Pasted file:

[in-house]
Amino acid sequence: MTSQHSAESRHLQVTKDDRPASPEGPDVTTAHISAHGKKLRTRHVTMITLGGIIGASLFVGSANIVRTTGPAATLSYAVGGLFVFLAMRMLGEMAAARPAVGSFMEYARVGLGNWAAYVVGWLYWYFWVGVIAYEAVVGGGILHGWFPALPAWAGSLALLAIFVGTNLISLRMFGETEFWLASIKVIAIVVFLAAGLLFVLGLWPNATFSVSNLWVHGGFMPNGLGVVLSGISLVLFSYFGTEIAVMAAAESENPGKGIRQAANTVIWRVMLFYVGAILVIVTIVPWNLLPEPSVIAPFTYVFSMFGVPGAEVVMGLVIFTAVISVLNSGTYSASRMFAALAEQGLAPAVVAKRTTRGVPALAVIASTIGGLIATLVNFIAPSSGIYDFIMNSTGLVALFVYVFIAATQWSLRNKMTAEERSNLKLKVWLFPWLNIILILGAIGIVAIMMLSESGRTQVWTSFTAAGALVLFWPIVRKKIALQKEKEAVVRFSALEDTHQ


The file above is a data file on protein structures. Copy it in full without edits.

[in-house]
Amino acid sequence: MTSQHSAESRHLQVTKDDRPASPEGPDVTTAHISAHGKKLRTRHVTMITLGGIIGASLFVGSANIVRTTGPAATLSYAVGGLFVFLAMRMLGEMAAARPAVGSFMEYARVGLGNWAAYVVGWLYWYFWVGVIAYEAVVGGGILHGWFPALPAWAGSLALLAIFVGTNLISLRMFGETEFWLASIKVIAIVVFLAAGLLFVLGLWPNATFSVSNLWVHGGFMPNGLGVVLSGISLVLFSYFGTEIAVMAAAESENPGKGIRQAANTVIWRVMLFYVGAILVIVTIVPWNLLPEPSVIAPFTYVFSMFGVPGAEVVMGLVIFTAVISVLNSGTYSASRMFAALAEQGLAPAVVAKRTTRGVPALAVIASTIGGLIATLVNFIAPSSGIYDFIMNSTGLVALFVYVFIAATQWSLRNKMTAEERSNLKLKVWLFPWLNIILILGAIGIVAIMMLSESGRTQVWTSFTAAGALVLFWPIVRKKIALQKEKEAVVRFSALEDTHQ